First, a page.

This program is the perfect opportunity for me because I want to learn as much as possible about the industry. I’m diving into the snow and ice management business at a fast and furious rate and, in my position, I need this industry training in order to be successful. The ASM curriculum is an educational experience that I am thoroughly benefitting from.

What have you found valuable about the ASM training courses so far?
I’m discovering a lot of cutting edge tools that will make my job and our company run much more smoothly. The training encompasses various techniques that complement and enhance my job’s responsibilities perfectly.

When you earn the ASM designation, how will you use it to benefit yourself/your business?   
These courses have allowed me to review our current best practices and improve them in order to become more efficient and effective. I know that, in the end, both our company and our clients will benefit.

Other members of your company have also taken ASM courses. What is the benefit for multiple people from the same company earning certificates?  
It makes sense that other BSR Services employees enroll in this course so we can better relate to the information. At BSR Services, we are a team. We want to be the best and, in order to do that, we have to keep learning and staying informed. I can personally say that I have become more current on our industry’s best practices through the courses. It has definitely been worth my time and effort, and I’ve thoroughly enjoyed it.

The ASM program is available 24/7 at

Monday, April 7, 2014

Trust in the snow business

'Being awarded a snow & ice management contract is really your client’s way of saying, “I trust you to take care of my property.” What a great honor that is!'

By Jim Turcan, CSP
Over the years I have listened to snow & ice management professionals refer to selling snow removal services as more than just plowing and salting. It’s been equated to such things as a risk management plan, a safety necessity and an insurance policy. While I agree those are exactly what professional snow removal services can achieve, I would like to offer a different understanding of what is being exchanged in a snow & ice management agreement: trust.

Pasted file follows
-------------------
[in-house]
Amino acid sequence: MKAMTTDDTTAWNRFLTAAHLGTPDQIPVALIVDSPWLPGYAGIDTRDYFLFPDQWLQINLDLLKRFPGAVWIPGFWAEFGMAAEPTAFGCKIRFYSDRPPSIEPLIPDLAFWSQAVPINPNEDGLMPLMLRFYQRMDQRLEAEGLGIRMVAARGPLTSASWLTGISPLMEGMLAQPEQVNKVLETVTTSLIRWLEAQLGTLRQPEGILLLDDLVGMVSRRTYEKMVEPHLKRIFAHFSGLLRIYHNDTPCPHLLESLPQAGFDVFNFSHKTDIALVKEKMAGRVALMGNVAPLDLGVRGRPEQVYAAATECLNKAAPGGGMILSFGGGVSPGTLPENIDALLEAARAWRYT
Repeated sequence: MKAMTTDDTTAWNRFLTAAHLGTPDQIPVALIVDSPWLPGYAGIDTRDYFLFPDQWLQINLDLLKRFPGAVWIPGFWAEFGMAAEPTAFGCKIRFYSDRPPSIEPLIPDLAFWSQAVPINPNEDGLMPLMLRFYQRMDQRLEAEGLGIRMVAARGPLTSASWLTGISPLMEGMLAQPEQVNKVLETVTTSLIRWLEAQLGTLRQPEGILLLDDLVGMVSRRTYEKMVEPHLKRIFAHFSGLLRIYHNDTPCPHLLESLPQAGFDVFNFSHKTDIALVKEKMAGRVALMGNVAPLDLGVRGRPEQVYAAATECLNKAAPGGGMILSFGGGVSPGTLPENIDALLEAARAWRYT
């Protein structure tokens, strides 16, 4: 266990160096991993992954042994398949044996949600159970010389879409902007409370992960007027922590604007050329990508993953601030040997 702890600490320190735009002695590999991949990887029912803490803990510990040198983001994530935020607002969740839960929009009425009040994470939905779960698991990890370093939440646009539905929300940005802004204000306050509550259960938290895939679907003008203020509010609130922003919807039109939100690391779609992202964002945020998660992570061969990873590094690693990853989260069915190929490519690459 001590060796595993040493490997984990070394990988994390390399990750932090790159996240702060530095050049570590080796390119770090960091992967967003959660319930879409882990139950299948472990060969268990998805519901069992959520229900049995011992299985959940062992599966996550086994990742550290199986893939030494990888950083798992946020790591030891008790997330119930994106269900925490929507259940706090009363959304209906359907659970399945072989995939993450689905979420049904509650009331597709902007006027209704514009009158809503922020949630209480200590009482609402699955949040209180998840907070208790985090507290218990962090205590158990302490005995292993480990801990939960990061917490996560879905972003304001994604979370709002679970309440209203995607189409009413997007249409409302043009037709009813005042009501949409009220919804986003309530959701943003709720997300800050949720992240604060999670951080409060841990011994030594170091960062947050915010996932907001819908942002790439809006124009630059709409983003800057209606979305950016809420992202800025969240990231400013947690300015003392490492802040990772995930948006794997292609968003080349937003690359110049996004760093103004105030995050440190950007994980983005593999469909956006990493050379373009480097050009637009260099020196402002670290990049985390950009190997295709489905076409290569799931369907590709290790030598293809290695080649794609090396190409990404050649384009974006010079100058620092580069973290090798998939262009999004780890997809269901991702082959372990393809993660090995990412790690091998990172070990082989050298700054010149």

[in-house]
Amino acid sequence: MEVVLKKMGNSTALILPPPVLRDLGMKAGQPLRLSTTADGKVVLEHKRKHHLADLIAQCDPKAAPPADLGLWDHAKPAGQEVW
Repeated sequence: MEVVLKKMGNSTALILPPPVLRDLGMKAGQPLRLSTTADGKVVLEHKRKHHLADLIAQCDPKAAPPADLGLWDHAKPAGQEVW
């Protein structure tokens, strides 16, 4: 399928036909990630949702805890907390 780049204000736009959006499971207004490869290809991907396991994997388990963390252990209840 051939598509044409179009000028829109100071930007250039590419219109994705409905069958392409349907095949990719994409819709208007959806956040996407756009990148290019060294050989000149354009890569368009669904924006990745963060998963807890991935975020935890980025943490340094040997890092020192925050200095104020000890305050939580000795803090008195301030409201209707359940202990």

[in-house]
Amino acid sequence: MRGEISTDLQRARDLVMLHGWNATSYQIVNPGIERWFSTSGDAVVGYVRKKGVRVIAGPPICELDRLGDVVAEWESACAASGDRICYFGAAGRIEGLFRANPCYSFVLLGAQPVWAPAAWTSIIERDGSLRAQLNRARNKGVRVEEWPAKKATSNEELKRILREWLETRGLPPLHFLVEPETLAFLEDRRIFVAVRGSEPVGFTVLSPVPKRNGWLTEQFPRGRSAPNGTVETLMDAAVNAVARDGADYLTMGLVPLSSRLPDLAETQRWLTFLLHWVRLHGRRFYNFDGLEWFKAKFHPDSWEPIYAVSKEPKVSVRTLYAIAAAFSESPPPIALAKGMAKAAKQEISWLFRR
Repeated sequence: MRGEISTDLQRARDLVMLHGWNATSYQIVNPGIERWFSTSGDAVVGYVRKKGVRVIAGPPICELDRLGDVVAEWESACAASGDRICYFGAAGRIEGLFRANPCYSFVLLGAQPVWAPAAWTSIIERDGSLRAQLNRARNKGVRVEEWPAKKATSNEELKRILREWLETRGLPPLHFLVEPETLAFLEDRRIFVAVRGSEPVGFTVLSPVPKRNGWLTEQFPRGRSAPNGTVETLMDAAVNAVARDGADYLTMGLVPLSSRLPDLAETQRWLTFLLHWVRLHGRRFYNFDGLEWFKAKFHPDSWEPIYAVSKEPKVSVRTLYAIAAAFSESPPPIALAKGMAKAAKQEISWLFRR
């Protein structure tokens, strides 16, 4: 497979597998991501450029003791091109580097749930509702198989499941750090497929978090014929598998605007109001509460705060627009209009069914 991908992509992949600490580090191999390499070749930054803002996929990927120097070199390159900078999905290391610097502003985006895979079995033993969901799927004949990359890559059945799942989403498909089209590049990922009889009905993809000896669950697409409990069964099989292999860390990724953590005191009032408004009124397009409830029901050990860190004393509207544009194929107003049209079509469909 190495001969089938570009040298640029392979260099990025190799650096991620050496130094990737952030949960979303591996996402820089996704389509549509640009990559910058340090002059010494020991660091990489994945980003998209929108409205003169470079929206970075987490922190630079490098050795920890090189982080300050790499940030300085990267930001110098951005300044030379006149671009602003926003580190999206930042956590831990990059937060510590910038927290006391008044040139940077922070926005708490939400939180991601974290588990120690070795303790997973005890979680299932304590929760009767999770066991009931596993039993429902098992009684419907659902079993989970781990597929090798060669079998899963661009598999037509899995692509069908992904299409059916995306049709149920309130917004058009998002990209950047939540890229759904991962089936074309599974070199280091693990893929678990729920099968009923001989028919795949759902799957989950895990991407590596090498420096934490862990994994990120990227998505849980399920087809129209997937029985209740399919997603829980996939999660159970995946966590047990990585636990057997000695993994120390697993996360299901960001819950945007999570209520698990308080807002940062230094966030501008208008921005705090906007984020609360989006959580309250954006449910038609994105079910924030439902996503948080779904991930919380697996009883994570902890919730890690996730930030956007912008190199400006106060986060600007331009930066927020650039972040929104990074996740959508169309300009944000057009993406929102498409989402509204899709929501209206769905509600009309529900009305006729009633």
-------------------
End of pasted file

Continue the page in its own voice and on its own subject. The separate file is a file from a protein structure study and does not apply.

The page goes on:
Being awarded a snow & ice management contract is really your client’s way of saying, “I trust you to take care of my property.” What a great honor that is! But “trust is not a soft skill,” to borrow a phrase from David Horsager, business strategist and author of “The Trust Edge: How Top Leaders Gain Faster Results, Deeper Relationships, and a Stronger Bottom Line.”

SIMA membership has provided much for my personal and professional development, including deeper insight into the issue of trust. I had the privilege to hear Horsager speak at the 16th Annual Snow & Ice Symposium in 2013, and have since embraced his theories on the Eight Pillars of Trust (see above). Think about your best, most respected client. Why is your relationship with them so effective and so enjoyable? Now think about your most difficult client. Why is your relationship with them so strained and rigid? Now think about both of them in the context of the Eight Pillars of Trust. What’s working? What’s not?

Being trusted in this industry is critical to success, and we only get one chance to get it right. Clients trust us to make the right decisions on their behalf...always hold it in the highest regard because it’s an achievement that should never be taken for granted. 

Jim Turcan, CLT, CSP, is president of Cornerstone Partners Horticultural Services Co. in Saint Charles, IL. Join SIMA at the 17th Annual Snow & Ice Symposium for this year's keynote speakers: John DiJulius “What’s the Secret? To Providing a World-Class Customer Experience” and Marc Wayshak “Championship Selling the New Economy.”